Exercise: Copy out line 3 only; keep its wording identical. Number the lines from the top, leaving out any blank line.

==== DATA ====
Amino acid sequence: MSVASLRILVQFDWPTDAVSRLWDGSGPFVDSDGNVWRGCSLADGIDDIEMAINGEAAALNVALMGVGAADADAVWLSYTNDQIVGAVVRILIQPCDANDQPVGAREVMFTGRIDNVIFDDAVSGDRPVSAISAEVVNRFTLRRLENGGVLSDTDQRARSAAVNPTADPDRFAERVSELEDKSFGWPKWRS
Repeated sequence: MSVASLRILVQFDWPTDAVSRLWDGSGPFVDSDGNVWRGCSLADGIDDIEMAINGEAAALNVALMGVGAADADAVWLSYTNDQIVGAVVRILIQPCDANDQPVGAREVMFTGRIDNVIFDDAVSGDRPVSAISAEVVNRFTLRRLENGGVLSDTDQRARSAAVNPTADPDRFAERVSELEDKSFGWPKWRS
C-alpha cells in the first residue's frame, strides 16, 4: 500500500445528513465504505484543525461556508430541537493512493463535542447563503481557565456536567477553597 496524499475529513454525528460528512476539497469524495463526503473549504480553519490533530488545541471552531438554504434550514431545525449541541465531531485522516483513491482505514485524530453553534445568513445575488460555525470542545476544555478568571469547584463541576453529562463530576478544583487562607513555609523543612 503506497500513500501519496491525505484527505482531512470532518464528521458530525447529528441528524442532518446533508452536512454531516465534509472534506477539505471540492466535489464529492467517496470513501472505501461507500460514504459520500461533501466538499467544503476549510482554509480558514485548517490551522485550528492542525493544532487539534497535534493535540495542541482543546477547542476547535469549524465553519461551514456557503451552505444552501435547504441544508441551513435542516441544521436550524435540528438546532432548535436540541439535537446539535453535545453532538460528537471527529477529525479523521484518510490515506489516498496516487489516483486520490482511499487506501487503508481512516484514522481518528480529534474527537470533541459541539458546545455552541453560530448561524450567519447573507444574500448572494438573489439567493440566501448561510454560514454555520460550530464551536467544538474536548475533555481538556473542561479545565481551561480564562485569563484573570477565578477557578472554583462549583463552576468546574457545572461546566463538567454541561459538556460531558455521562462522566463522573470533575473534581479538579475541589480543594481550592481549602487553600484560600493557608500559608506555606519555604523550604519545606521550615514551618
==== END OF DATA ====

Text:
C-alpha cells in the first residue's frame, strides 16, 4: 500500500445528513465504505484543525461556508430541537493512493463535542447563503481557565456536567477553597 496524499475529513454525528460528512476539497469524495463526503473549504480553519490533530488545541471552531438554504434550514431545525449541541465531531485522516483513491482505514485524530453553534445568513445575488460555525470542545476544555478568571469547584463541576453529562463530576478544583487562607513555609523543612 503506497500513500501519496491525505484527505482531512470532518464528521458530525447529528441528524442532518446533508452536512454531516465534509472534506477539505471540492466535489464529492467517496470513501472505501461507500460514504459520500461533501466538499467544503476549510482554509480558514485548517490551522485550528492542525493544532487539534497535534493535540495542541482543546477547542476547535469549524465553519461551514456557503451552505444552501435547504441544508441551513435542516441544521436550524435540528438546532432548535436540541439535537446539535453535545453532538460528537471527529477529525479523521484518510490515506489516498496516487489516483486520490482511499487506501487503508481512516484514522481518528480529534474527537470533541459541539458546545455552541453560530448561524450567519447573507444574500448572494438573489439567493440566501448561510454560514454555520460550530464551536467544538474536548475533555481538556473542561479545565481551561480564562485569563484573570477565578477557578472554583462549583463552576468546574457545572461546566463538567454541561459538556460531558455521562462522566463522573470533575473534581479538579475541589480543594481550592481549602487553600484560600493557608500559608506555606519555604523550604519545606521550615514551618